I must apologize for the relative quiet around here…it’s been a crazy month, and things are only just beginning to simmer back down to their normal temperature. I promise Baking for Bookworms will be up next week.
But on to the book:
Maria Semple’s book is the quintessential summer reading material, light, vaguely related to travel, and utterly engrossing. All in a package you wouldn’t mind being caught dead with (I hate when the cover of some wonderful historical fiction or chick lit has this awful posed model in a bad costume. What’s wrong with using paintings? Or typography and simple artwork?).
The book is almost entirely an epistolary novel, about the disappearance of Bee’s mother told through various notes, emails, and other communications with some interjections from Bee, the narrator. As you read further, you discover more about Bernadette, the interesting recluse, as the tension builds and builds. But more than the story of this woman, the book is an engaging look at relationships between mothers and daughters, what we’ll do to expedite a miracle, and the influence our homes have on us (in both a figurative and literal sense).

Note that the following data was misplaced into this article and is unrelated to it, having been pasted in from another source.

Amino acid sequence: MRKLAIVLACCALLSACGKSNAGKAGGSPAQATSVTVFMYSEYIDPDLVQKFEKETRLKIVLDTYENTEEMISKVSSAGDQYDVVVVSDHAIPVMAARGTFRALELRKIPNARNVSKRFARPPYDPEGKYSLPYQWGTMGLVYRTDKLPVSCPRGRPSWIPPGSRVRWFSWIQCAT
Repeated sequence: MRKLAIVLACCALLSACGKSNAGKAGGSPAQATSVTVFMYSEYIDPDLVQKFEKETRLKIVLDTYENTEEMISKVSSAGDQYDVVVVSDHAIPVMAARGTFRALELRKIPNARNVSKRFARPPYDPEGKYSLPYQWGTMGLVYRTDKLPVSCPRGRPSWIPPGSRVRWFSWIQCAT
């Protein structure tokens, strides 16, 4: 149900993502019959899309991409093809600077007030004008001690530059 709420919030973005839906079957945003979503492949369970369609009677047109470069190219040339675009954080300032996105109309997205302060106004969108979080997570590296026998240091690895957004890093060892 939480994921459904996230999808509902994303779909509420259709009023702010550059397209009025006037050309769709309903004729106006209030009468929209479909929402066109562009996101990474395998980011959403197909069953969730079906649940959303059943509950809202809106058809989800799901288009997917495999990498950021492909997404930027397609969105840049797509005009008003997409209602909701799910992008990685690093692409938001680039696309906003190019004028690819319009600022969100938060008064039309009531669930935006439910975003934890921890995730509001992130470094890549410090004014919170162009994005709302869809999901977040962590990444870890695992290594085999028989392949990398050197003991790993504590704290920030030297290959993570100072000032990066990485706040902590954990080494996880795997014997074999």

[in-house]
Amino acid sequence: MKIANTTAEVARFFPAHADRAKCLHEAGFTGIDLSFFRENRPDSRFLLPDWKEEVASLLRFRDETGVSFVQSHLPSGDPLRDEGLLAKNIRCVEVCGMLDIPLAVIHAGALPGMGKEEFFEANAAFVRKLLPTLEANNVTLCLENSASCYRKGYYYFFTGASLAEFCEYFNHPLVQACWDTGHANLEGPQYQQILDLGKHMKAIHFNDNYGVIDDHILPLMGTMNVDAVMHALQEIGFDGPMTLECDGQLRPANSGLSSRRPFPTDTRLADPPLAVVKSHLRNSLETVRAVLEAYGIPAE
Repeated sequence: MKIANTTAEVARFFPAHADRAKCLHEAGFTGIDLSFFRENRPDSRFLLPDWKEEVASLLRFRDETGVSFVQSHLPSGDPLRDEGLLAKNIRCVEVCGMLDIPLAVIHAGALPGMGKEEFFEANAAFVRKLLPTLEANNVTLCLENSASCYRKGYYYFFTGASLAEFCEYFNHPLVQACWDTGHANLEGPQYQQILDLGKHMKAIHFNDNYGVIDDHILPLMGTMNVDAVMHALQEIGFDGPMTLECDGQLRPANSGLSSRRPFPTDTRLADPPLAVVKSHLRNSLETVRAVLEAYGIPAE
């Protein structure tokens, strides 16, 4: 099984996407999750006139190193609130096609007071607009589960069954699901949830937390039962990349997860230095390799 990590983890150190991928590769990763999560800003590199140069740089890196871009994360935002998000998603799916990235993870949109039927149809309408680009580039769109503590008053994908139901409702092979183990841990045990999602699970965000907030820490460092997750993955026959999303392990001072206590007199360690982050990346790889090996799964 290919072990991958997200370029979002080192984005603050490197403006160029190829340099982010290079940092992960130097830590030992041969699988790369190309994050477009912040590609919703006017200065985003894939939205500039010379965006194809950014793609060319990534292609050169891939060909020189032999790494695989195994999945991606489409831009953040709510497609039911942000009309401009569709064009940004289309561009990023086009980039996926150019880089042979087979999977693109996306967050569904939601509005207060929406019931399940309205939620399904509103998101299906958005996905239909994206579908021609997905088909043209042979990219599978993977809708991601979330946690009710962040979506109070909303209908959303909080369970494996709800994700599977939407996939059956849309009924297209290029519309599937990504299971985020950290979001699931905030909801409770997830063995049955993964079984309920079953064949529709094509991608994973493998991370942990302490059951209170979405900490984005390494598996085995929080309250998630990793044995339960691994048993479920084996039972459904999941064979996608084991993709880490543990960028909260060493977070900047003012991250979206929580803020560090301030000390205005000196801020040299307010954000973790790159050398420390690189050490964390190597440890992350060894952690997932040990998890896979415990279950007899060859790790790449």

Though the narrative zooms by, the characters linger with their eccentricities, their loyalties, their hopes, desires, and frailties. At times the book is laugh out loud funny, at others depressing realities of missed opportunities creep in, but always there is light and hope.